Donn's Articles » Aidan O’Brien

Aidan O’Brien

Rachel Richardson leads Auguste Rodin out onto the grass.  Rachel is smiling.  She knows what happens next.  She knows this horse.  Few people know him better.

Auguste Rodin paws the ground a little and then slowly, deliberately, carefully, lies down on his side.  He rubs his left side on the grass for a few seconds and then, like a golden retriever playing on the beach, rolls over on his back.  Legs in the air momentarily, stomach for all to see, he gets onto his right side and rubs that on the grass too.

“That’s what he does,” says Aidan O’Brien.  “You love to see them do that.  That’s him.  He’s in some form.”

Minutes earlier, we watched as Auguste Rodin strode up the gallop on the far side of the rail, his body moving effortlessly under Rachel Richardson, motionless on his back.  Together they reached the top, slowed to a walk, then turned and, with their stable companions, walked back down towards us.

It’s routine and it’s uniform.  Every rider clad head to toe in black, black helmet, maroon cap.  Every horse has a rug with his or her name written on it, as well as the sire and the dam, and beneath every rug is a saddlecloth with the same name and sire and dam.  Some sires need just one letter.  G is Galileo, C is Camelot, A is Australia, J is Justify, F is Frankel.  Others need two.  DI is Deep Impact, but you figure that that’s just to differentiate him from Du, Dubawi.  Other sires get three, NNN is obviously No Nay Never, but only because it wouldn’t be right to leave one or two of the Ns out.  It’s a veritable Who’s Who of stallions here.


Auguste Rodin is Auguste Rodin (DI/Rhododendron) and he is well.  You know that he is well because, even before his roll in the grass, he looks a million dollars.  It’s an overcast morning, but still his coat shines, the outward glow of a ball of power and muscle and wellbeing.  He looks alert but relaxed, attentive yet calm, in common with just about everything here.

As each horse walks back down past the trainer, each rider is asked about the wellbeing of his or her horse.  Patrick?  (Aesop’s Fables.) All well. Robbie? (Tower Of London.) Very good. Khurram? (Salt Lake City.) Jonathan? (Unless.) Mahaboob? (Broadhurst.)

All good.

We’re into the final throes of preparation for the Irish Champions’ Festival next weekend, and the Ballydoyle team is taking shape for one of the most important weekends on the racing calendar.  Aidan O’Brien has won the Kingdom of Bahrain Irish Champion Stakes 11 times, more times than any other trainer.  He has won the last four renewals, and he has had the 1-2-3 in the race twice.  This year, Auguste Rodin and Luxembourg are set to fly the Ballydoyle flag.

“Auguste Rodin is really well,” says Aidan of his dual Derby winner.  “He’s really fresh at the moment.  It was a blip with him in Ascot.  Ryan felt that things weren’t right, and took him out, which was definitely not the wrong thing, because there was no damage, mental or physical done.  We’re looking forward to him.  His work is very good.  When you see a horse rolling the way he roll.  He flips both sides without even batting an eyelid.  And I don’t think the drop down to 10 furlongs will be a problem.  He has a load of class, a lot of speed, a great traveller.”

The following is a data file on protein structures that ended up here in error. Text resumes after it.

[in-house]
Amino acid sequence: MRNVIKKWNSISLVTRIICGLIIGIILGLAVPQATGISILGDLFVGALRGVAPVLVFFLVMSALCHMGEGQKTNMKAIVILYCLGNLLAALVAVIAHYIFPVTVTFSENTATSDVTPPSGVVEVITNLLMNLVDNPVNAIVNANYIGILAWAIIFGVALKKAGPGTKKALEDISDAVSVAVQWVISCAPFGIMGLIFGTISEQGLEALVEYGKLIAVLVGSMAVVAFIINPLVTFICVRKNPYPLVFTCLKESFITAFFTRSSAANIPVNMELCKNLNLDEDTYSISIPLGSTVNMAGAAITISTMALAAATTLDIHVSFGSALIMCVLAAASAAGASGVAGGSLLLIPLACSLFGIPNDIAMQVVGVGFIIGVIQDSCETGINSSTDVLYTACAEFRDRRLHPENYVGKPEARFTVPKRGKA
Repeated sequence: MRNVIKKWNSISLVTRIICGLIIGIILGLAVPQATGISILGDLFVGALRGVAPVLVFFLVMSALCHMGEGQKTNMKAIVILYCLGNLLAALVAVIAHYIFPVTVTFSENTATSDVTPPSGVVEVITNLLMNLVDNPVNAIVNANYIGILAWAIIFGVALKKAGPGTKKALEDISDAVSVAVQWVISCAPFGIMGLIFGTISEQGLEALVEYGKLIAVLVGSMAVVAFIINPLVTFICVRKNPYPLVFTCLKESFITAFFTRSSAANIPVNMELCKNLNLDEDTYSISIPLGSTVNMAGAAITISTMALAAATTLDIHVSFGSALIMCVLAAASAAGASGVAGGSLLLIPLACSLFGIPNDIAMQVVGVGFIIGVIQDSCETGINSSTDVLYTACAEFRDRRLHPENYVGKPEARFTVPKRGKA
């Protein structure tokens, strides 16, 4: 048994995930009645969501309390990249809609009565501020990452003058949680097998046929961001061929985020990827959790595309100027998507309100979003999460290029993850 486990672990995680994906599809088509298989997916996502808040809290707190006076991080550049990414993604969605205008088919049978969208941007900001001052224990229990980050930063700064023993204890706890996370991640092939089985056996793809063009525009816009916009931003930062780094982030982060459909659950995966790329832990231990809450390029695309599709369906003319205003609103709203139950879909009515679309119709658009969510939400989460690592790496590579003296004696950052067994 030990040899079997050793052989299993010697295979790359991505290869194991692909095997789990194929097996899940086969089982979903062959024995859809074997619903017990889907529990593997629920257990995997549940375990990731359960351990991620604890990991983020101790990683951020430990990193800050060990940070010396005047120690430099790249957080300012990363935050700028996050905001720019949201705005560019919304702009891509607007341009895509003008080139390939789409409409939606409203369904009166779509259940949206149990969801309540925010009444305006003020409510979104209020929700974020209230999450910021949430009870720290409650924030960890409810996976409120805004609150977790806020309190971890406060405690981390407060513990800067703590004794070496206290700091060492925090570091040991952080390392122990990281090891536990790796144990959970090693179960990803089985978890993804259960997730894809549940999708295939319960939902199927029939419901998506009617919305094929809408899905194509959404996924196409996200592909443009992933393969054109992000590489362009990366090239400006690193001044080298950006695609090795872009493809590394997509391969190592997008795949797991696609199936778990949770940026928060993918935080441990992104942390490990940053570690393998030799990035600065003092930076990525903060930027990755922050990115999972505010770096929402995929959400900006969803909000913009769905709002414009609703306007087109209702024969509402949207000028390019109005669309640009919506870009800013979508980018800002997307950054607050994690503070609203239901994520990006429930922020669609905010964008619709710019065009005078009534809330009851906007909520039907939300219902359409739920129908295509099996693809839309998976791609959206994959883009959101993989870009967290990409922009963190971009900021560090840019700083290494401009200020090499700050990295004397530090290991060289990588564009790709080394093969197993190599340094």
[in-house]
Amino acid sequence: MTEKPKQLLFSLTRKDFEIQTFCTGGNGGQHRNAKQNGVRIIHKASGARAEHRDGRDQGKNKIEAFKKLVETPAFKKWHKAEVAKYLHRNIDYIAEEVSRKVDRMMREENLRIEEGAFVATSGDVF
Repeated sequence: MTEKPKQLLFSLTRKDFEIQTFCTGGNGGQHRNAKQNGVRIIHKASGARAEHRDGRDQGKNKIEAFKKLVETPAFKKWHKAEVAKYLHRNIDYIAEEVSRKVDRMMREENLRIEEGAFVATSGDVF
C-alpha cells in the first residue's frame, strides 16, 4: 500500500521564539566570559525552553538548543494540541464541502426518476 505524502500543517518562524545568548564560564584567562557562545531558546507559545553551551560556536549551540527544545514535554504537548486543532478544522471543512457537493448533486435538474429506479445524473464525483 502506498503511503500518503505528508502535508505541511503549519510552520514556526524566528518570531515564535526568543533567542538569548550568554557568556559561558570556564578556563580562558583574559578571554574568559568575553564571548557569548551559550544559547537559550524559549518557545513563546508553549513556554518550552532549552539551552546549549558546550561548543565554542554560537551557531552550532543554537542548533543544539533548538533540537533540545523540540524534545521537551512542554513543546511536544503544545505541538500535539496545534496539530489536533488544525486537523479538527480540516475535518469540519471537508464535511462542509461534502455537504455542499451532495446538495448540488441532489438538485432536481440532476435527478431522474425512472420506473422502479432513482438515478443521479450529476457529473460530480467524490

Luxembourg (C/Attire) did well to win last year’s renewal of the Irish Champion Stakes in the middle of a truncated season.  He was off the track for over 100 days after he finished third in the 2000 Guineas, returning in the Royal Whip Stakes in August before going to Leopardstown and bagging Aidan O’Brien’s 11th Irish Champion Stakes.

“Luxembourg is very well too.  His work has really come forward.  We sent him forward in the King George, we might have been a little bit too forceful with him over a mile and a half.  We know that he has mile and quarter class, he’s a mile and a quarter horse who gets a mile and a half.  So we’re looking forward to him, back at a mile and a quarter.

Meditate is on track for the other Group 1 race at Leopardstown on Saturday, the Coolmore America Justify Matron Stakes.

“She’s good.  She has put on 20 kilos since her last run.  It might have all happened a little bit early for her.  She mightn’t have been fully mature when you see that she is that much heavier now.  So there is a chance that she could come right back to her best.  Hopefully.  She’s in very good form.”

The two-year-olds are on track for the Group 1 races at The Curragh on Sunday.  It looks like the unbeaten impressive Superlative Stakes winner City Of Troy will head the colts’ team for the Goffs Vincent O’Brien National Stakes, and that Ylang Ylang, also unbeaten in two runs, Silver Flash Stakes winner, will head the fillies’ team for the Moyglare Stud Stakes.

And Kyprios is back.  Last year’s Ascot Gold Cup winner, the outstanding stayer of 2022 who suffered an infection in his joint that could have ended his career and even his life, is back in training, nursed back to health by Aidan O’Brien and his team, and he’s on track for the Comer Group International Irish St Leger on Sunday again.

“He’s making great progress,” says Aidan.  “He was at The Curragh two weeks ago.  Being realistic, could he be ready enough to win?  Probably not.  You can’t really go in and win a big championship race like that without having a run.  If you only knew what he had to go through to get back to where he was.  It would be just exciting to get him back and get him going.”

That’s Kyprios (G/Polished Gem).

© The Sunday Times, 3rd September 2023